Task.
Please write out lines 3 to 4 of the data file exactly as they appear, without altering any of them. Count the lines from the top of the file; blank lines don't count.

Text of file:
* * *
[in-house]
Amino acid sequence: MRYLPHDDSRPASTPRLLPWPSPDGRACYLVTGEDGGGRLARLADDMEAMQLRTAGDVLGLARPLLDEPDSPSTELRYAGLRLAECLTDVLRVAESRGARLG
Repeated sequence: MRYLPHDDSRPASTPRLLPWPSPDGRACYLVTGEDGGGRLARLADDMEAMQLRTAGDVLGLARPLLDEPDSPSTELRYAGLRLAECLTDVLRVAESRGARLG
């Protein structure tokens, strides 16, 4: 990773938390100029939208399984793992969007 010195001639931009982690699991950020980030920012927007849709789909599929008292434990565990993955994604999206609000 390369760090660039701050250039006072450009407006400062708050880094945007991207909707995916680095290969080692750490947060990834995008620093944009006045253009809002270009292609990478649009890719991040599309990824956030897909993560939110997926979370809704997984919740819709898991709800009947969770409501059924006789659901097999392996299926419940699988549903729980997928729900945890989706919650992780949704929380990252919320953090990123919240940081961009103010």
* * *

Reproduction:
Repeated sequence: MRYLPHDDSRPASTPRLLPWPSPDGRACYLVTGEDGGGRLARLADDMEAMQLRTAGDVLGLARPLLDEPDSPSTELRYAGLRLAECLTDVLRVAESRGARLG
């Protein structure tokens, strides 16, 4: 990773938390100029939208399984793992969007 010195001639931009982690699991950020980030920012927007849709789909599929008292434990565990993955994604999206609000 390369760090660039701050250039006072450009407006400062708050880094945007991207909707995916680095290969080692750490947060990834995008620093944009006045253009809002270009292609990478649009890719991040599309990824956030897909993560939110997926979370809704997984919740819709898991709800009947969770409501059924006789659901097999392996299926419940699988549903729980997928729900945890989706919650992780949704929380990252919320953090990123919240940081961009103010």